But not all groups representing auto collision shops have come out in favor of increased federal regulation of the insurance industry. The Society of Collision Repair Specialists (SCRS) appears to be leaning toward siding against the measure, because the association's leaders tend to prefer individual state oversight. They feel it gives repair shop owners more of a chance for face-to-face encounters with policymakers than they would ever have if power was consolidated at the federal level. The Alliance of Automotive Service Providers (AASP) usually is in favor of state regulation rather than federal-level control simply for economic reasons associated with the hardship of trying to lobby at the federal level [2].

Insurance industry leaders are also divided on the issue of federal regulation of the insurance industry. The idea lends itself more naturally to some industries than to others, and it may pose more of a threat to some than to others as well. For example, with European insurance companies making plans to enter U.S. markets more extensively in the coming years, they would be less inclined to do so with 50 different sets of rules for car insurance industry regulation [2]. The transition would be easier and less expensive with federal regulation in place, which could allow them to sell policies more competitively, in turn cutting into the possible profitability of domestic competitors who would have to adjust in order to remain a viable alternative.

As work continues behind the scenes on Capital Hill toward a possible law implementing the creation of a Federal Insurance Office, it is evident there is a great deal at stake for the various groups with differing interests in the outcome of the proposed legislation. Regardless of political orientation or personal belief in the matter, it should be clear to anyone observing the unfolding situation that the concept of increased federal control over the insurance industry is one the Democratic-controlled White House and Congress are both interested in exploring, and that such exploration will probably continue in the months to come. Whether this specific incarnation of a Federal Insurance Office Act is ever voted into law still remains to be seen; it is premature at this point to accurately gauge legislative support of such a measure.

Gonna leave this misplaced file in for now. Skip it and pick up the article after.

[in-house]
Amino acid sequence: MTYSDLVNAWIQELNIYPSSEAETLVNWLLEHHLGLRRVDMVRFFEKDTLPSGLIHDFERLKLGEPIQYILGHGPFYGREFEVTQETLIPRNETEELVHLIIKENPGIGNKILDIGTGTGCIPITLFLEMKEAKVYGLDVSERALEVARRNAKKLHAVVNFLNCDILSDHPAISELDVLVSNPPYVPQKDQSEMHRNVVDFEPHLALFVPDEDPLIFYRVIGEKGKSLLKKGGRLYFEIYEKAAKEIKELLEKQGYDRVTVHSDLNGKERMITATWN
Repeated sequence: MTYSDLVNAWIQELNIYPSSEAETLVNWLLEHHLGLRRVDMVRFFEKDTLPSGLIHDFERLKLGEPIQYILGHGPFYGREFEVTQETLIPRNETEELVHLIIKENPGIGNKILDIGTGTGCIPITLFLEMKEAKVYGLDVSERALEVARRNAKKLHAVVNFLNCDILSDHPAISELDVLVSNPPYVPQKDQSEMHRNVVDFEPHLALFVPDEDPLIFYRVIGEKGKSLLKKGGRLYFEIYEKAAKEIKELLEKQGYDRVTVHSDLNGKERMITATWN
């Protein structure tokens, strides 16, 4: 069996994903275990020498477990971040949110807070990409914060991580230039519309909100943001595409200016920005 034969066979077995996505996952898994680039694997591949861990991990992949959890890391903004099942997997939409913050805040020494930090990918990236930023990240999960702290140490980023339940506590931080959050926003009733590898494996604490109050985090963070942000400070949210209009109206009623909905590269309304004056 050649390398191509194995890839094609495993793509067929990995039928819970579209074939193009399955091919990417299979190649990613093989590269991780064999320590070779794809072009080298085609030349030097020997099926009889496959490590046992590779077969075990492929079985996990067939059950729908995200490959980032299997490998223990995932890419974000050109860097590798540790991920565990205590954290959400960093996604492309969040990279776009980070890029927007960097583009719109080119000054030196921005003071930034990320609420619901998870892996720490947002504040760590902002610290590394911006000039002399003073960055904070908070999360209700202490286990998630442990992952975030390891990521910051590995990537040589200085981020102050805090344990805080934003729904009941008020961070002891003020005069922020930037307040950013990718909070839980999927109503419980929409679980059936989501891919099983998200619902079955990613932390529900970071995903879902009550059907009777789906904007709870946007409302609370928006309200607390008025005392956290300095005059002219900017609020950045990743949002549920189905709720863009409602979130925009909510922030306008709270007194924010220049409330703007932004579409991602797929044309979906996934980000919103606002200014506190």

Even so, the possibility of increased federal regulatory control over the industry, including auto insurance providers in the U.S., brings a host of possible outcomes and side effects to the industry. The exact nature of those side effects will certainly be more evident as time goes by, if and when such legislation ever reaches the Congressional floor and is voted into law.

[1] Originally posted on Retrieved 2009-12-07.
[2] Retrieved 2009-12-07.